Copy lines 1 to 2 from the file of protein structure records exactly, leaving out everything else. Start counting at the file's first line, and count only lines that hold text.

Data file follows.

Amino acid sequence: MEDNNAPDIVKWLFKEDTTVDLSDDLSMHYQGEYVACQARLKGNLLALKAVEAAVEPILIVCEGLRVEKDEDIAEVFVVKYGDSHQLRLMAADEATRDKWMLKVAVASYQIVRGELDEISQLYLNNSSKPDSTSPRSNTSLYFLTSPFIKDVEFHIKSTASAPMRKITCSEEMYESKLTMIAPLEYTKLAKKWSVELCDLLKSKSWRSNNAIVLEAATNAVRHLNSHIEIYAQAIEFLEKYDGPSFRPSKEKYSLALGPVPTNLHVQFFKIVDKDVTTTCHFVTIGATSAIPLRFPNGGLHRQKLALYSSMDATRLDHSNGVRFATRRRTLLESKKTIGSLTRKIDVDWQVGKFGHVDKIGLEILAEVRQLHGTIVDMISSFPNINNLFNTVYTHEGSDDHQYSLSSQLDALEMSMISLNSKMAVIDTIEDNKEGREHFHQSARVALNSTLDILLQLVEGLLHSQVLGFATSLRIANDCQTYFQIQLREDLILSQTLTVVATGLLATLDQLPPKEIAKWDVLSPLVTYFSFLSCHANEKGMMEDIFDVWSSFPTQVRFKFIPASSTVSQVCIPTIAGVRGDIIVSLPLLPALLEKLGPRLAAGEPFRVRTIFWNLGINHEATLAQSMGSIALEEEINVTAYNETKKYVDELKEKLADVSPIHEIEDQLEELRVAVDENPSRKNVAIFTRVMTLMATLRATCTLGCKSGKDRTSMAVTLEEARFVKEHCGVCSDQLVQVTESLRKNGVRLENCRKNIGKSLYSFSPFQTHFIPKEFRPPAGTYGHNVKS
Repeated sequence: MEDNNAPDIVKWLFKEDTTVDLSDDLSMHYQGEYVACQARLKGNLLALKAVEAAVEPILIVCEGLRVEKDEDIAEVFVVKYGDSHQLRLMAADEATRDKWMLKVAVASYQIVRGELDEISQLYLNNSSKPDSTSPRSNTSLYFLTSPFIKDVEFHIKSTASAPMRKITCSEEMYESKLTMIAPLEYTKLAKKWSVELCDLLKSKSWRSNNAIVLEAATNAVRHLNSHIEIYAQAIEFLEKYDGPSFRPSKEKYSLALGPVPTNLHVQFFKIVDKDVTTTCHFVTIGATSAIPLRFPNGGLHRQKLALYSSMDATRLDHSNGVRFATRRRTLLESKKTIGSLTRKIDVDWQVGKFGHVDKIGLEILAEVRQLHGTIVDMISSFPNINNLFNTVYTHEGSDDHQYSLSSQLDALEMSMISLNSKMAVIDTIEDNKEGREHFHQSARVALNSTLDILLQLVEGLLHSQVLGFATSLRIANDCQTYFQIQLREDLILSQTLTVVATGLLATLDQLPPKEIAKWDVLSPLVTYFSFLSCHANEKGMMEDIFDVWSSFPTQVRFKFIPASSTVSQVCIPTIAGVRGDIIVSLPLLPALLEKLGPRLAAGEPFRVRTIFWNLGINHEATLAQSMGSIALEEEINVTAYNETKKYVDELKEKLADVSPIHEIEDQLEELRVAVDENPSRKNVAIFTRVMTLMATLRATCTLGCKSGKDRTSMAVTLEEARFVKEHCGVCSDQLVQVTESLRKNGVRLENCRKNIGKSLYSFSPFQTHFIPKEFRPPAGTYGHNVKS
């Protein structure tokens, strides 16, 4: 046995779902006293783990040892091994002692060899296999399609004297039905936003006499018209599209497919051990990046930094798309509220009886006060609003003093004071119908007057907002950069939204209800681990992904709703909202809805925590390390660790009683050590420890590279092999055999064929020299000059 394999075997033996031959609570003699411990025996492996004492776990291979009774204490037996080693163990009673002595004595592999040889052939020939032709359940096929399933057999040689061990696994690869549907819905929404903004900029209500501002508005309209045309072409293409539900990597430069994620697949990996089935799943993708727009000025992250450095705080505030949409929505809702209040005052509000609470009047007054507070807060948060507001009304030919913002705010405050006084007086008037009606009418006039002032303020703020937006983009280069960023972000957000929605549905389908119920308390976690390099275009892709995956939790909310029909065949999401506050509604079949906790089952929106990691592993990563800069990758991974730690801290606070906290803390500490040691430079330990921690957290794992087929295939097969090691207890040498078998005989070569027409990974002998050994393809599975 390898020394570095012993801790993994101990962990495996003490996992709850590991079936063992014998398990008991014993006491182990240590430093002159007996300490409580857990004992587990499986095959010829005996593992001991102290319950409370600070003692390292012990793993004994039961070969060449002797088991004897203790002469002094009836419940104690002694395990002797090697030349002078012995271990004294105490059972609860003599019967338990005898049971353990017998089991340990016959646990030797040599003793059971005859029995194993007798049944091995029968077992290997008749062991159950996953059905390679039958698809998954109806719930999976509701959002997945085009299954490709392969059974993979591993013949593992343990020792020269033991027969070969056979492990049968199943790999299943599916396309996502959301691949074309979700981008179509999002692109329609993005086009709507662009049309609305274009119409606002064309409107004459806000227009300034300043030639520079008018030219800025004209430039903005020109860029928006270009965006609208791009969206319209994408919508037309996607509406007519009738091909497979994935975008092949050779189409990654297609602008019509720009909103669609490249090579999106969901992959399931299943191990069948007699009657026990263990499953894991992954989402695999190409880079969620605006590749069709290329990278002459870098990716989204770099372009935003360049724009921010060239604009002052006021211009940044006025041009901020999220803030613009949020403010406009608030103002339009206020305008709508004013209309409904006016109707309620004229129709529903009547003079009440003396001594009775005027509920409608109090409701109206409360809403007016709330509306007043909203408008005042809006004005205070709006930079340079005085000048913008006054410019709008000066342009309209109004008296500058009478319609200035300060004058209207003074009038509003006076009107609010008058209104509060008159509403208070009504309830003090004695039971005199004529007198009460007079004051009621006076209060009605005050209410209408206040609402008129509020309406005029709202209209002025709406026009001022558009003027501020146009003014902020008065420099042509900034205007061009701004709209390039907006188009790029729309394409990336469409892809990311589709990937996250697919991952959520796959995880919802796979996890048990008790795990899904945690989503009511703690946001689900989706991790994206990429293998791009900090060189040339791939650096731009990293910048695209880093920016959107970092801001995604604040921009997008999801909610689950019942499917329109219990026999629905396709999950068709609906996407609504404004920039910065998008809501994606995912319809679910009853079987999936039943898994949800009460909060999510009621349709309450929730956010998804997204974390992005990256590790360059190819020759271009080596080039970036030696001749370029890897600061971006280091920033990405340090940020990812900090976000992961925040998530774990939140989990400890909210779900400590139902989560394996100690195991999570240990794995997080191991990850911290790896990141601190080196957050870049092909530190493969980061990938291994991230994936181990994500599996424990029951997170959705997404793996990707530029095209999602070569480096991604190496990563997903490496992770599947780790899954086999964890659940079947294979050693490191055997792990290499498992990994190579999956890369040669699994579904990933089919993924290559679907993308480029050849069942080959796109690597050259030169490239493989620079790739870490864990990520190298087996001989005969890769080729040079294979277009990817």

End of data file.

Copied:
Amino acid sequence: MEDNNAPDIVKWLFKEDTTVDLSDDLSMHYQGEYVACQARLKGNLLALKAVEAAVEPILIVCEGLRVEKDEDIAEVFVVKYGDSHQLRLMAADEATRDKWMLKVAVASYQIVRGELDEISQLYLNNSSKPDSTSPRSNTSLYFLTSPFIKDVEFHIKSTASAPMRKITCSEEMYESKLTMIAPLEYTKLAKKWSVELCDLLKSKSWRSNNAIVLEAATNAVRHLNSHIEIYAQAIEFLEKYDGPSFRPSKEKYSLALGPVPTNLHVQFFKIVDKDVTTTCHFVTIGATSAIPLRFPNGGLHRQKLALYSSMDATRLDHSNGVRFATRRRTLLESKKTIGSLTRKIDVDWQVGKFGHVDKIGLEILAEVRQLHGTIVDMISSFPNINNLFNTVYTHEGSDDHQYSLSSQLDALEMSMISLNSKMAVIDTIEDNKEGREHFHQSARVALNSTLDILLQLVEGLLHSQVLGFATSLRIANDCQTYFQIQLREDLILSQTLTVVATGLLATLDQLPPKEIAKWDVLSPLVTYFSFLSCHANEKGMMEDIFDVWSSFPTQVRFKFIPASSTVSQVCIPTIAGVRGDIIVSLPLLPALLEKLGPRLAAGEPFRVRTIFWNLGINHEATLAQSMGSIALEEEINVTAYNETKKYVDELKEKLADVSPIHEIEDQLEELRVAVDENPSRKNVAIFTRVMTLMATLRATCTLGCKSGKDRTSMAVTLEEARFVKEHCGVCSDQLVQVTESLRKNGVRLENCRKNIGKSLYSFSPFQTHFIPKEFRPPAGTYGHNVKS
Repeated sequence: MEDNNAPDIVKWLFKEDTTVDLSDDLSMHYQGEYVACQARLKGNLLALKAVEAAVEPILIVCEGLRVEKDEDIAEVFVVKYGDSHQLRLMAADEATRDKWMLKVAVASYQIVRGELDEISQLYLNNSSKPDSTSPRSNTSLYFLTSPFIKDVEFHIKSTASAPMRKITCSEEMYESKLTMIAPLEYTKLAKKWSVELCDLLKSKSWRSNNAIVLEAATNAVRHLNSHIEIYAQAIEFLEKYDGPSFRPSKEKYSLALGPVPTNLHVQFFKIVDKDVTTTCHFVTIGATSAIPLRFPNGGLHRQKLALYSSMDATRLDHSNGVRFATRRRTLLESKKTIGSLTRKIDVDWQVGKFGHVDKIGLEILAEVRQLHGTIVDMISSFPNINNLFNTVYTHEGSDDHQYSLSSQLDALEMSMISLNSKMAVIDTIEDNKEGREHFHQSARVALNSTLDILLQLVEGLLHSQVLGFATSLRIANDCQTYFQIQLREDLILSQTLTVVATGLLATLDQLPPKEIAKWDVLSPLVTYFSFLSCHANEKGMMEDIFDVWSSFPTQVRFKFIPASSTVSQVCIPTIAGVRGDIIVSLPLLPALLEKLGPRLAAGEPFRVRTIFWNLGINHEATLAQSMGSIALEEEINVTAYNETKKYVDELKEKLADVSPIHEIEDQLEELRVAVDENPSRKNVAIFTRVMTLMATLRATCTLGCKSGKDRTSMAVTLEEARFVKEHCGVCSDQLVQVTESLRKNGVRLENCRKNIGKSLYSFSPFQTHFIPKEFRPPAGTYGHNVKS